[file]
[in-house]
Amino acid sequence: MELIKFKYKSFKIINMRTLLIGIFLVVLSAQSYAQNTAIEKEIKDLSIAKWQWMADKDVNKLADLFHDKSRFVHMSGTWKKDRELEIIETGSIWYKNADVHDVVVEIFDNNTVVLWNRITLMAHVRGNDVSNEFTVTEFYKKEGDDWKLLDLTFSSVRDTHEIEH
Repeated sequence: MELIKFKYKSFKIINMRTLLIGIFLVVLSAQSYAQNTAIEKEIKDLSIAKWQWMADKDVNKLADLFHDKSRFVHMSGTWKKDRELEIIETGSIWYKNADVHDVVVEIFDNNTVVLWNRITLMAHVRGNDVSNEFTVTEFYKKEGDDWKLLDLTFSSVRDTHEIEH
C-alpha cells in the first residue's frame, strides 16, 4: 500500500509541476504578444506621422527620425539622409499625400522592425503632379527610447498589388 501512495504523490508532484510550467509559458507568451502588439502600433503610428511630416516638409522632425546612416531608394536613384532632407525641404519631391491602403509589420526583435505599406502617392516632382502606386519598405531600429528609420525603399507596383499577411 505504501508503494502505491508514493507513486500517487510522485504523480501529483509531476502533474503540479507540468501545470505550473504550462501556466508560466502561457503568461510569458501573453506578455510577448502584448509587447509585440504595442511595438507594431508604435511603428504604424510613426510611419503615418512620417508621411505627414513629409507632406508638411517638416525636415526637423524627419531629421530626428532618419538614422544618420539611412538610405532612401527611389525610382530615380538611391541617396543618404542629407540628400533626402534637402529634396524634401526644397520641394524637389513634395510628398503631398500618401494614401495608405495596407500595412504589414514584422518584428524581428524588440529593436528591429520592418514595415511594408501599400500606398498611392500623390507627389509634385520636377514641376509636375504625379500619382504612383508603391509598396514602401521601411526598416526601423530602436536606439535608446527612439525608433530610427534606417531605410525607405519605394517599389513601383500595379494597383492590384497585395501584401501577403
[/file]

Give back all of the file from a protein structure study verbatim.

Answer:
[in-house]
Amino acid sequence: MELIKFKYKSFKIINMRTLLIGIFLVVLSAQSYAQNTAIEKEIKDLSIAKWQWMADKDVNKLADLFHDKSRFVHMSGTWKKDRELEIIETGSIWYKNADVHDVVVEIFDNNTVVLWNRITLMAHVRGNDVSNEFTVTEFYKKEGDDWKLLDLTFSSVRDTHEIEH
Repeated sequence: MELIKFKYKSFKIINMRTLLIGIFLVVLSAQSYAQNTAIEKEIKDLSIAKWQWMADKDVNKLADLFHDKSRFVHMSGTWKKDRELEIIETGSIWYKNADVHDVVVEIFDNNTVVLWNRITLMAHVRGNDVSNEFTVTEFYKKEGDDWKLLDLTFSSVRDTHEIEH
C-alpha cells in the first residue's frame, strides 16, 4: 500500500509541476504578444506621422527620425539622409499625400522592425503632379527610447498589388 501512495504523490508532484510550467509559458507568451502588439502600433503610428511630416516638409522632425546612416531608394536613384532632407525641404519631391491602403509589420526583435505599406502617392516632382502606386519598405531600429528609420525603399507596383499577411 505504501508503494502505491508514493507513486500517487510522485504523480501529483509531476502533474503540479507540468501545470505550473504550462501556466508560466502561457503568461510569458501573453506578455510577448502584448509587447509585440504595442511595438507594431508604435511603428504604424510613426510611419503615418512620417508621411505627414513629409507632406508638411517638416525636415526637423524627419531629421530626428532618419538614422544618420539611412538610405532612401527611389525610382530615380538611391541617396543618404542629407540628400533626402534637402529634396524634401526644397520641394524637389513634395510628398503631398500618401494614401495608405495596407500595412504589414514584422518584428524581428524588440529593436528591429520592418514595415511594408501599400500606398498611392500623390507627389509634385520636377514641376509636375504625379500619382504612383508603391509598396514602401521601411526598416526601423530602436536606439535608446527612439525608433530610427534606417531605410525607405519605394517599389513601383500595379494597383492590384497585395501584401501577403